NEW DELHI -- Prime Minister Narendra Modi will visit Paris on November 30 to take part in the inaugural session of the UN climate change summit along with 80 Heads of States where they will aim to achieve a global climate pact.
French Ambassador to India, Francois Richier in his tweet said Modi, US President Barack Obama and Chinese President Xi Jinping will be among the top leaders who will attend the inaugural session of Conference of Parties (CoP21) which concludes on December 11.
"80 Heads of State &Govt present for #COP21 opening, incl US, China Prez & PM Modi to give final impetus to negotiation, said @LaurentFabius," Richier said while quoting French Foreign Minister Laurent Fabius.
Though there is no official announcement on the Prime Minister's visit, sources said Modi, who will have a hectic overseas itinerary in November with two back-to-back visits covering four countries, will leave for Paris after he returns from his Singapore trip scheduled for November 23-24.
This is probably among the very few occasions when heads of states and governments will attend the inaugural session of a CoP apparently to avoid a Copenhagen summit-like situation when the top leaders, who were present at the concluding session, failed to arrive at a consensus.
India, which recently announced its climate action plans or Intended Nationally Determined Contributions (INDCs) of cutting carbon emissions by up to 35 per cent from the 2005 level, has made it clear that it expected developed nations to come out with more ambitious climate action plans.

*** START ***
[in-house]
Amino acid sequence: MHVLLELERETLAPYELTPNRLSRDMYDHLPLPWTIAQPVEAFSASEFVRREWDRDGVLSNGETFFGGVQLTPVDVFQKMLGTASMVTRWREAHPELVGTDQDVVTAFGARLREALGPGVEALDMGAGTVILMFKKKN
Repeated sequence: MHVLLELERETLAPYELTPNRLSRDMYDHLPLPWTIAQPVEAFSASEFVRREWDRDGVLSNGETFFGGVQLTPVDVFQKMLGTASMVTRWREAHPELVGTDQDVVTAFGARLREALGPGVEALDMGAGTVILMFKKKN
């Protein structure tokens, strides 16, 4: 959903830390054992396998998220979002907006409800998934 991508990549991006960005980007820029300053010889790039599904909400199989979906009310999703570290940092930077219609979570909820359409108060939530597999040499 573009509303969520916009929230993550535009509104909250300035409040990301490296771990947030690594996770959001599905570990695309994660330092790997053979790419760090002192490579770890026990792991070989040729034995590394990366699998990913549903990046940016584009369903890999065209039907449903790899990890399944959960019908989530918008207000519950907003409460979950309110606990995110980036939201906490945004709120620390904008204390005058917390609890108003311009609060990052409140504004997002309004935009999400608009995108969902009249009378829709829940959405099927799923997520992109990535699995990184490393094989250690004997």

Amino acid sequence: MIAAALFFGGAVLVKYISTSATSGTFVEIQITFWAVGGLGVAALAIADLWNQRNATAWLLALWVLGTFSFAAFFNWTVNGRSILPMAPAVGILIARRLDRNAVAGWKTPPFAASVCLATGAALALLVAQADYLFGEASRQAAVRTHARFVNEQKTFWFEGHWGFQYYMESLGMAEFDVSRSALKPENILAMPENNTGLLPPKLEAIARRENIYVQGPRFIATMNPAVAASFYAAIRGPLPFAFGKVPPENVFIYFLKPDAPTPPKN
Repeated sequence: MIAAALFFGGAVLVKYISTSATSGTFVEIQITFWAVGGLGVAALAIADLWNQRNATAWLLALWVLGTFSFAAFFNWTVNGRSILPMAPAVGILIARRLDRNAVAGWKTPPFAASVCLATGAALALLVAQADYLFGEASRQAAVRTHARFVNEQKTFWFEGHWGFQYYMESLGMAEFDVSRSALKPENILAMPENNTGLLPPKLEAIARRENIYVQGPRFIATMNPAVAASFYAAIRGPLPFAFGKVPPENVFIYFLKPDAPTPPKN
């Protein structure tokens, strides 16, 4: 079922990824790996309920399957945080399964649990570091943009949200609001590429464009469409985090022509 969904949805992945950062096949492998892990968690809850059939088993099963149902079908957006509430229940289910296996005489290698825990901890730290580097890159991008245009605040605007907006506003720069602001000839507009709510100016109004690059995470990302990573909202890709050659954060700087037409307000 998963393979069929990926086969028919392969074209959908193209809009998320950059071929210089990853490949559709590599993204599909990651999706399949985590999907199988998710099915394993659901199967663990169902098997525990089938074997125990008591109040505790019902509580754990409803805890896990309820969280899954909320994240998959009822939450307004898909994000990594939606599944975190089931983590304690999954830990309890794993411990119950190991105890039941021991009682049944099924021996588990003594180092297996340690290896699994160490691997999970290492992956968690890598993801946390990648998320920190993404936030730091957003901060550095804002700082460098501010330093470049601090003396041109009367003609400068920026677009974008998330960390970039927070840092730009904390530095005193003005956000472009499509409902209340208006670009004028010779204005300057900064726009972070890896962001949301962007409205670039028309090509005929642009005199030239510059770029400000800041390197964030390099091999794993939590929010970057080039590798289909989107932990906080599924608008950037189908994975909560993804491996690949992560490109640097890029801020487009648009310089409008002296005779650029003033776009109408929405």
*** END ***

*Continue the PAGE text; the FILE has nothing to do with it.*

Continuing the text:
Modi himself has talked about "climate justice" and sustainable lifestyle by developed countries to help combat the threat of climate change.
Environment Minister Prakash Javadekar has said that India expects an "equitable and just" climate agreement in Paris and does not want the Paris summit to fail unlike the Copenhagen summit which the minister said people have termed as "flopenhagen".
For the first time in over 20 years of UN negotiations, the Paris conference aims to achieve a legally binding and universal agreement on climate to keep global warming below 2 degrees Celsius.
The Paris conference is expected to attract close to 50,000 participants including 25,000 official delegates from government, intergovernmental organisations, UN agencies, NGOs and civil society.
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